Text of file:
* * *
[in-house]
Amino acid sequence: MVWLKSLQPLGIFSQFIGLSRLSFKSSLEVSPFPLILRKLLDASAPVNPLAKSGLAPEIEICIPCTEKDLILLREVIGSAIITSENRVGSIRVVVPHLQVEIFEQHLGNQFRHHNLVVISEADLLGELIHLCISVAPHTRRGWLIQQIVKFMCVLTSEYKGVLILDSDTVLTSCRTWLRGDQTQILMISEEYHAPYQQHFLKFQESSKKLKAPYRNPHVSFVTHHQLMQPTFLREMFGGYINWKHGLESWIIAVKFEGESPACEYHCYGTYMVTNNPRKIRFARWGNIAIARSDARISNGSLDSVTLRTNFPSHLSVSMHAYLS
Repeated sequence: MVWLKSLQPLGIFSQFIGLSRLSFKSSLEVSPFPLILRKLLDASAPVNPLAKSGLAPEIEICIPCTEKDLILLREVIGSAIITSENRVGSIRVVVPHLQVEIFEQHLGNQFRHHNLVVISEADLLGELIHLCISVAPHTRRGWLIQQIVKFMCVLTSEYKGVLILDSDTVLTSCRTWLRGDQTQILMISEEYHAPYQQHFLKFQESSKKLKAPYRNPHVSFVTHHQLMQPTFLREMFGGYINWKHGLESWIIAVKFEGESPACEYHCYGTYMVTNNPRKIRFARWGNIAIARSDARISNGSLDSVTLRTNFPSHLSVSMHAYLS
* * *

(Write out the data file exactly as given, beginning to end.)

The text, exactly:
[in-house]
Amino acid sequence: MVWLKSLQPLGIFSQFIGLSRLSFKSSLEVSPFPLILRKLLDASAPVNPLAKSGLAPEIEICIPCTEKDLILLREVIGSAIITSENRVGSIRVVVPHLQVEIFEQHLGNQFRHHNLVVISEADLLGELIHLCISVAPHTRRGWLIQQIVKFMCVLTSEYKGVLILDSDTVLTSCRTWLRGDQTQILMISEEYHAPYQQHFLKFQESSKKLKAPYRNPHVSFVTHHQLMQPTFLREMFGGYINWKHGLESWIIAVKFEGESPACEYHCYGTYMVTNNPRKIRFARWGNIAIARSDARISNGSLDSVTLRTNFPSHLSVSMHAYLS
Repeated sequence: MVWLKSLQPLGIFSQFIGLSRLSFKSSLEVSPFPLILRKLLDASAPVNPLAKSGLAPEIEICIPCTEKDLILLREVIGSAIITSENRVGSIRVVVPHLQVEIFEQHLGNQFRHHNLVVISEADLLGELIHLCISVAPHTRRGWLIQQIVKFMCVLTSEYKGVLILDSDTVLTSCRTWLRGDQTQILMISEEYHAPYQQHFLKFQESSKKLKAPYRNPHVSFVTHHQLMQPTFLREMFGGYINWKHGLESWIIAVKFEGESPACEYHCYGTYMVTNNPRKIRFARWGNIAIARSDARISNGSLDSVTLRTNFPSHLSVSMHAYLS